When my parents first split up they weren't exactly on the best of terms. My time was divided. I spent way more of it with my Mom, and distinct brackets with my dad. My Mom and I had an easier time hanging out, satisfied with doing nothing.  One Wednesday, in the middle of the day, she drove me along the coast. 'Where are we going,' I thought to myself, but I didn't dare ask, for one because she wouldn't have told me if I had, but also because she probably didn't know herself. She stopped at one point and we got out of the car. She disappeared up a small trail you would barely notice, and I followed her up the mountain.

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hatfields_logo.jpgMarriage is a beautiful thing: the union of two people who perfectly complement one another.  So be it with food.  And what better way to appreciate them both than at Hatfield’s, an epicurean labor of love for husband-and-wife chef team Quinn and Karen Hatfield.

Due to both poor time management and navigational skills, we arrived unfashionably late on a Friday night.  Despite our tardiness, we were graciously welcomed like old friends, albeit old friends who are known for being late.  Bourbon, lemon juice and prosecco played nice (for once) in the perfect, pre-dinner French 95 cocktail.  Flaky cheddar biscuits were served with perfectly spread-able butter, and it is well known that butter serving temperature is an art form not easily mastered.  By the time our delightful amuse bouche of quail eggs and parsnip soup made its way over, we knew we’d be back.

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currywurstoutsideKai Lobach's “baby” is Currywurst, the hole in the wall sausage restaurant on Fairfax Avenue that he opened a few years ago and is fighting to keep alive and well. Small, compact, and beautiful as it is, it has not had the proper attention it deserves! Maybe it’s because in Southern California we don’t appreciate sausage stands. They are a common site, though, in Germany and are as popular and ubiquitous as Mickey D's here in America. We don’t think in terms of sausages for lunch…or dinner…and not too much for breakfast anymore, truth be told.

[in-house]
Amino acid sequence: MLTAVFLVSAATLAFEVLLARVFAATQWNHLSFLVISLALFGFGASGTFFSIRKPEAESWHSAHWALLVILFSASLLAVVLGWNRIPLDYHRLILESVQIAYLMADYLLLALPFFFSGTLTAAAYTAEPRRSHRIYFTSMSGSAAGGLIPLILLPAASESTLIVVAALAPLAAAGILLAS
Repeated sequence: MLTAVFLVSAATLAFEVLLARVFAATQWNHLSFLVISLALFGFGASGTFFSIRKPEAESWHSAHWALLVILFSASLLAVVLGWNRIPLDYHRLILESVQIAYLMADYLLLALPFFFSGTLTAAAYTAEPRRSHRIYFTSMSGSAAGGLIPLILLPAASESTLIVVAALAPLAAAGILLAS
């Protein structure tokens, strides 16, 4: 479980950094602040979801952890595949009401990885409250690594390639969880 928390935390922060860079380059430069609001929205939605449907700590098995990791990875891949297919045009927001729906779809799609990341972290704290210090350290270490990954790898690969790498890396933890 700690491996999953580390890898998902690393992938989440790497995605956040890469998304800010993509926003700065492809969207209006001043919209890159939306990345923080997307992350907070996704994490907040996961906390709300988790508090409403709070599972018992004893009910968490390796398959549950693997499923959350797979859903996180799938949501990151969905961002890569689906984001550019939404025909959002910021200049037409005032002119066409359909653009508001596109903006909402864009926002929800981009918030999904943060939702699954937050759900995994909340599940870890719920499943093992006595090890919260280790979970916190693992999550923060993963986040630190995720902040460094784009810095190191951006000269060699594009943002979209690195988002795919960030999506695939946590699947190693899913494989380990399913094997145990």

No, when making a lunch plan, sausages, (pork, chicken, or veal), served on a delicious homemade brioche bun, with a choice of different sauces on the side, (including my favorite aoili mayonnaise) doesn’t come readily to mind. But it should, the way Curry Wurst makes it! Served with excellent French fries on the side. My Heaven. The French fries are so good; in fact, they could be the main act.

Kai Lobach goes way beyond interesting and catapults risk-taking to new heights. He also seems to be quite fearless, but I suppose one has to be to lead a life guided by passion. Make that plural…passions.

Kai is a chef who has his own event planning business one could call celebrity driven or sustained. Born, raised and schooled in Germany, and having attended European culinary institutes, it would be natural to assume that food and cooking are his main passions. But haven’t we all been taught, assume nothing. Or, as my growly teen puts it, assuming makes an ass out of you and me. Collecting art and what he lovingly refers to as his “baby”, take first position.